New frontier (for us anyway)

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My oldest son just turned ten, and to celebrate, I took him for an overnight trip to Oklahoma City.

Saturday morning, we drove most of the way down the old highway, 66, and part of the way down some very old highway. I got off the turnpike at Kellyville. Just west of the 66-33 junction you can see what's left of the native stone tourist cabins that Max Meyer built.

About seven miles east of Bristow, on a whim, I turned back on an older 66 alignment, which rejoined the main road from the southeast. Turned out that this was the dead end segment that has an impressive native stone tourist court -- a single building with multiple units. It's less than a mile from the main road.

As we drove my son was telling me all about the Pixar movie Cars and the old Route 66 town of Radiator Springs where most of the action takes place.

We stopped at the Rock Cafe in Stroud for a cold drink. The cafe's souvenir stand next door had an impressive array of merchandise from the movie Cars. My son picked up the issue of Route 66 Magazine that featured the movie (he pored over it while drinking his root beer at the cafe's counter), and I bought a guidebook to 66 in Oklahoma, showing all the alignments and the years they were part of the highway.

That book led us to an old '20s alignment which had originally been part of the Ozark Trail, a named auto route that predated the U. S. numbered highway system. There's a tall obelisk (20 feet perhaps?) a few miles west of Stroud; apparently it had been a marker for the route.

We drove down Davenport's brick Broadway, got turned around trying to get back to the main road, and found ourselves going through an interesting arch railway viaduct southwest of town.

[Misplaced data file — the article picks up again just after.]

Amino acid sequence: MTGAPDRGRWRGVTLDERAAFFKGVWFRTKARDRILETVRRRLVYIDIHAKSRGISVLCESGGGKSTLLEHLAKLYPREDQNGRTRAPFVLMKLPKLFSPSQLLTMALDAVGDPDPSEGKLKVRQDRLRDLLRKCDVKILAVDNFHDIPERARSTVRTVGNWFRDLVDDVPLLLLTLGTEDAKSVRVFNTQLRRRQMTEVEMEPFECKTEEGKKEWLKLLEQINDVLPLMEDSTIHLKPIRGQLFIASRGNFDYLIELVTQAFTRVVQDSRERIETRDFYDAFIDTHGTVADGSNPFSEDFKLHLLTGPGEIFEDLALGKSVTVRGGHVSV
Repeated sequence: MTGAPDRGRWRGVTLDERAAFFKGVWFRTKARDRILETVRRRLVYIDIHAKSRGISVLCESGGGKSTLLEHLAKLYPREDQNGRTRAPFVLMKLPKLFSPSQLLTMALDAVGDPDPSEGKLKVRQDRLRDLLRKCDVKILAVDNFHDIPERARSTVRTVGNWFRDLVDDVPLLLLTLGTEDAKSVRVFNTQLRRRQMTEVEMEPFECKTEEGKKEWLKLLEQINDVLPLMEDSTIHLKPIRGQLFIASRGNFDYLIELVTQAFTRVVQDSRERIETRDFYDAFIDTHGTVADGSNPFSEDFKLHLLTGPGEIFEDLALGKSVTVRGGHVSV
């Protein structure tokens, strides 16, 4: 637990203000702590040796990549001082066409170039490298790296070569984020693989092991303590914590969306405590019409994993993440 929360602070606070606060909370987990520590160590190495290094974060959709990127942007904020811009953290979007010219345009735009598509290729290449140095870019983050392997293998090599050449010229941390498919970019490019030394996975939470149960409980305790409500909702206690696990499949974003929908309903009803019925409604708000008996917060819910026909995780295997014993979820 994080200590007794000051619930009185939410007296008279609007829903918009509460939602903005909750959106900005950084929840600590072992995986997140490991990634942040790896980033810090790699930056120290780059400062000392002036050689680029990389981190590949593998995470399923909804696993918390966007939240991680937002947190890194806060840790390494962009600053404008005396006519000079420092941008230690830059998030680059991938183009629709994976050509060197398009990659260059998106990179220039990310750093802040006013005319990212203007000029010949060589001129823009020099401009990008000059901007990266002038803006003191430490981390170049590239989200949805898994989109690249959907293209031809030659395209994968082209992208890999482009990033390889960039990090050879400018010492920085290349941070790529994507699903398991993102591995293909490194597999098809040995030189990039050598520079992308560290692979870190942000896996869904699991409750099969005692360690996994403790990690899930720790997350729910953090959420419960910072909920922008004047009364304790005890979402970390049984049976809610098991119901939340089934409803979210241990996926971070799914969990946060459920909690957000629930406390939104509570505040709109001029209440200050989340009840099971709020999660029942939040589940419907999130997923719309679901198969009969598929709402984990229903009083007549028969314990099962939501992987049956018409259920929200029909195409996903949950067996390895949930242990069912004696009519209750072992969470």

In Arcadia we stopped at the Round Barn. I remember visiting when renovation was barely started back in 1990. The loft, which has amazing acoustics, is used for dances and other events, as it was back in the day. Downstairs is a museum about the Round Barn and the town of Arcadia. Butch, the curator, is a local native, and has posted birds' eye view sketches of the town as he remembers it from his childhood.

One of Butch's displays is from the diary of the original barn owner, about a trip in the 'teens from Arcadia to California. It took three hours to get as far as Oklahoma City. It took from Thursday morning to Monday night to make it to Amarillo, with occasional stops to pull the car out of a mud hole or to wait for a ferry.

In Oklahoma City, we headed for the 45th Infantry Museum. The Thunderbirds have an illustrious history, fighting their way from Sicily to Munich during WW II and on Pork Chop Hill and Heartbreak
Ridge in the Korean Conflict. My son has been reading a lot of books about World War II lately, and he drank it all in. A highlight of the museum is the collection of over 200 "Willie and Joe" cartoons from the war which Bill Mauldin donated to this museum dedicated to his old outfit. It was the 45th that liberated Dachau Concentration Camp, and there is a special exhibit about the horrors they found when they entered.

Outside there are land and air vehicles from WW II and Korea on display. We spent over two hours at the museum and didn't have time to explore the place fully.